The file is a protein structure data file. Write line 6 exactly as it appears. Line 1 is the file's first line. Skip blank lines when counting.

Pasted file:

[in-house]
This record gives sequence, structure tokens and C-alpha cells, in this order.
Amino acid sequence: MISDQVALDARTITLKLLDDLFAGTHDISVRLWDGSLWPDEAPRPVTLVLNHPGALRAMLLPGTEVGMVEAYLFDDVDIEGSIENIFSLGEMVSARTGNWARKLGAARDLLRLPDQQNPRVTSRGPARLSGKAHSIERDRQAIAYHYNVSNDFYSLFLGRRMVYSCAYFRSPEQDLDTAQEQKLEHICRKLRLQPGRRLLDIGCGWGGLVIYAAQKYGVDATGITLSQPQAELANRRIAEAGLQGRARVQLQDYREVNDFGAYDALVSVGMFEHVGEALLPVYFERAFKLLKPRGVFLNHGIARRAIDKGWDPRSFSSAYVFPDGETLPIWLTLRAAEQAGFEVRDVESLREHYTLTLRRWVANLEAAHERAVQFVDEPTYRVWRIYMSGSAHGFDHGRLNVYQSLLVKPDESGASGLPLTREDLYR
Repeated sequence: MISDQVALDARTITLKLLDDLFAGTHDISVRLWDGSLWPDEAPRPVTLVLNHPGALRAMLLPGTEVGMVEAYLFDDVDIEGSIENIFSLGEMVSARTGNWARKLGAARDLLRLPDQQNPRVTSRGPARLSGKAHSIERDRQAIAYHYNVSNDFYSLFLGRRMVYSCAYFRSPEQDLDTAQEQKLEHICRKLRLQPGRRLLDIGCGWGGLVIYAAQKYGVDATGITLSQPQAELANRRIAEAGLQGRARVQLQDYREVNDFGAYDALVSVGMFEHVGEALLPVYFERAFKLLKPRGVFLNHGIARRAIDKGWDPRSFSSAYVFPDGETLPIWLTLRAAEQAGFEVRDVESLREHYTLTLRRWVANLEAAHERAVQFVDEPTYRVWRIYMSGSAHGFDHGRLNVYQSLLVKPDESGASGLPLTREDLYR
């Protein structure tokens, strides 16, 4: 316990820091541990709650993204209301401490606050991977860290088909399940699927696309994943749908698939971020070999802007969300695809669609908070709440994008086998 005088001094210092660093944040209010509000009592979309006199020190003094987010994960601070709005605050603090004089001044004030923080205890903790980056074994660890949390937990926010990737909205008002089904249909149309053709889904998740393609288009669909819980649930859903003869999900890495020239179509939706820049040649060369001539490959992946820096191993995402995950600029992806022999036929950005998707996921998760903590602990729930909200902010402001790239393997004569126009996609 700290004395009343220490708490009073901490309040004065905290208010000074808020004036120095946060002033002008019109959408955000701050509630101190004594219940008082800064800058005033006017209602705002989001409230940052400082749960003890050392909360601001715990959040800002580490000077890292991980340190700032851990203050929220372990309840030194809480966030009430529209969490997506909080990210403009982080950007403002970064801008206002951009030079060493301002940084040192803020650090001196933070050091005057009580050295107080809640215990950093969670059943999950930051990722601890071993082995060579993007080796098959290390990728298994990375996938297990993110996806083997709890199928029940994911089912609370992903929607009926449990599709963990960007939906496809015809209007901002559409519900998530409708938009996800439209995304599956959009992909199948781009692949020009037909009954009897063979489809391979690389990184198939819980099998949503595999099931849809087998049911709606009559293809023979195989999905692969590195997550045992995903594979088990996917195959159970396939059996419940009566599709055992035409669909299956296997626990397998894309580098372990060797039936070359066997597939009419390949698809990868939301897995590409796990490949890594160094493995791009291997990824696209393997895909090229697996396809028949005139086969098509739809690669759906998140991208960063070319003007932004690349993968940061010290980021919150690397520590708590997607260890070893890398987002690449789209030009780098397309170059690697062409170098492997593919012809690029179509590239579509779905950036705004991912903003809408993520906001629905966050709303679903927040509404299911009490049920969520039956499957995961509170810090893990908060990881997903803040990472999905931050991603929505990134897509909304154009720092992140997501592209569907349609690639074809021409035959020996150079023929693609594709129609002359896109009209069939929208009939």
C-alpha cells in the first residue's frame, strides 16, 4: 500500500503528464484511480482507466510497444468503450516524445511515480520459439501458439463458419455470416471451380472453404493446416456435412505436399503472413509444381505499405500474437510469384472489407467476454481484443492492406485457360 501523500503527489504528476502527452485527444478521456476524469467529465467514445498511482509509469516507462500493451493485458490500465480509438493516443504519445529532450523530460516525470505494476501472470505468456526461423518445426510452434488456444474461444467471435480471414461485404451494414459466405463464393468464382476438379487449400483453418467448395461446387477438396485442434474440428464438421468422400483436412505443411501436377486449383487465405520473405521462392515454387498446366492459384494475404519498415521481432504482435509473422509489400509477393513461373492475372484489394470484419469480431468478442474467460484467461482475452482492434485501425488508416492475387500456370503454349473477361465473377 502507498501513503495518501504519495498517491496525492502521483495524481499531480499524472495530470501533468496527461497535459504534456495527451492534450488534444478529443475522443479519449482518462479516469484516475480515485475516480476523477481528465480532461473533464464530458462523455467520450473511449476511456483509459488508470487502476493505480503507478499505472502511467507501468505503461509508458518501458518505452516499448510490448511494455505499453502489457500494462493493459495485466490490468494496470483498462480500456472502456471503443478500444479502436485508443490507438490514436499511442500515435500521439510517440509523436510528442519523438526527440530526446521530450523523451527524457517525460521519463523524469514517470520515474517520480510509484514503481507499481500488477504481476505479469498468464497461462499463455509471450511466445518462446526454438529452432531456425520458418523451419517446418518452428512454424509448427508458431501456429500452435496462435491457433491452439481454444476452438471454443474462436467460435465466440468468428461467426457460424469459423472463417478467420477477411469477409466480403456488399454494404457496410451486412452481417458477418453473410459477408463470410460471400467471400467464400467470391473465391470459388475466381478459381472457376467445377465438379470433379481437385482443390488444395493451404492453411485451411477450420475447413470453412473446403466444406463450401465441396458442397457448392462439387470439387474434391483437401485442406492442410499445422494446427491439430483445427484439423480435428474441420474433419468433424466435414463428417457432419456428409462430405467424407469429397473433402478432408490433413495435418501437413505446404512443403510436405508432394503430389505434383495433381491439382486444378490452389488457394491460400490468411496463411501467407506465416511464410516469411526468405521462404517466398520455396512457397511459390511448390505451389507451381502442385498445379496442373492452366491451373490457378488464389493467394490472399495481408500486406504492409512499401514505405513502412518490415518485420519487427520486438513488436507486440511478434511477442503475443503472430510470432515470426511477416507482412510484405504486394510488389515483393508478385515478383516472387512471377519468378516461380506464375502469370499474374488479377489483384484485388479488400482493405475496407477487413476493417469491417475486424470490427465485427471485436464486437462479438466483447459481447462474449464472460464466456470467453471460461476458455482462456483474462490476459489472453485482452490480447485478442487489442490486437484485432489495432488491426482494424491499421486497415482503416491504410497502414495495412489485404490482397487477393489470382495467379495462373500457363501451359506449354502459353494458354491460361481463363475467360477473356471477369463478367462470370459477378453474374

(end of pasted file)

C-alpha cells in the first residue's frame, strides 16, 4: 500500500503528464484511480482507466510497444468503450516524445511515480520459439501458439463458419455470416471451380472453404493446416456435412505436399503472413509444381505499405500474437510469384472489407467476454481484443492492406485457360 501523500503527489504528476502527452485527444478521456476524469467529465467514445498511482509509469516507462500493451493485458490500465480509438493516443504519445529532450523530460516525470505494476501472470505468456526461423518445426510452434488456444474461444467471435480471414461485404451494414459466405463464393468464382476438379487449400483453418467448395461446387477438396485442434474440428464438421468422400483436412505443411501436377486449383487465405520473405521462392515454387498446366492459384494475404519498415521481432504482435509473422509489400509477393513461373492475372484489394470484419469480431468478442474467460484467461482475452482492434485501425488508416492475387500456370503454349473477361465473377 502507498501513503495518501504519495498517491496525492502521483495524481499531480499524472495530470501533468496527461497535459504534456495527451492534450488534444478529443475522443479519449482518462479516469484516475480515485475516480476523477481528465480532461473533464464530458462523455467520450473511449476511456483509459488508470487502476493505480503507478499505472502511467507501468505503461509508458518501458518505452516499448510490448511494455505499453502489457500494462493493459495485466490490468494496470483498462480500456472502456471503443478500444479502436485508443490507438490514436499511442500515435500521439510517440509523436510528442519523438526527440530526446521530450523523451527524457517525460521519463523524469514517470520515474517520480510509484514503481507499481500488477504481476505479469498468464497461462499463455509471450511466445518462446526454438529452432531456425520458418523451419517446418518452428512454424509448427508458431501456429500452435496462435491457433491452439481454444476452438471454443474462436467460435465466440468468428461467426457460424469459423472463417478467420477477411469477409466480403456488399454494404457496410451486412452481417458477418453473410459477408463470410460471400467471400467464400467470391473465391470459388475466381478459381472457376467445377465438379470433379481437385482443390488444395493451404492453411485451411477450420475447413470453412473446403466444406463450401465441396458442397457448392462439387470439387474434391483437401485442406492442410499445422494446427491439430483445427484439423480435428474441420474433419468433424466435414463428417457432419456428409462430405467424407469429397473433402478432408490433413495435418501437413505446404512443403510436405508432394503430389505434383495433381491439382486444378490452389488457394491460400490468411496463411501467407506465416511464410516469411526468405521462404517466398520455396512457397511459390511448390505451389507451381502442385498445379496442373492452366491451373490457378488464389493467394490472399495481408500486406504492409512499401514505405513502412518490415518485420519487427520486438513488436507486440511478434511477442503475443503472430510470432515470426511477416507482412510484405504486394510488389515483393508478385515478383516472387512471377519468378516461380506464375502469370499474374488479377489483384484485388479488400482493405475496407477487413476493417469491417475486424470490427465485427471485436464486437462479438466483447459481447462474449464472460464466456470467453471460461476458455482462456483474462490476459489472453485482452490480447485478442487489442490486437484485432489495432488491426482494424491499421486497415482503416491504410497502414495495412489485404490482397487477393489470382495467379495462373500457363501451359506449354502459353494458354491460361481463363475467360477473356471477369463478367462470370459477378453474374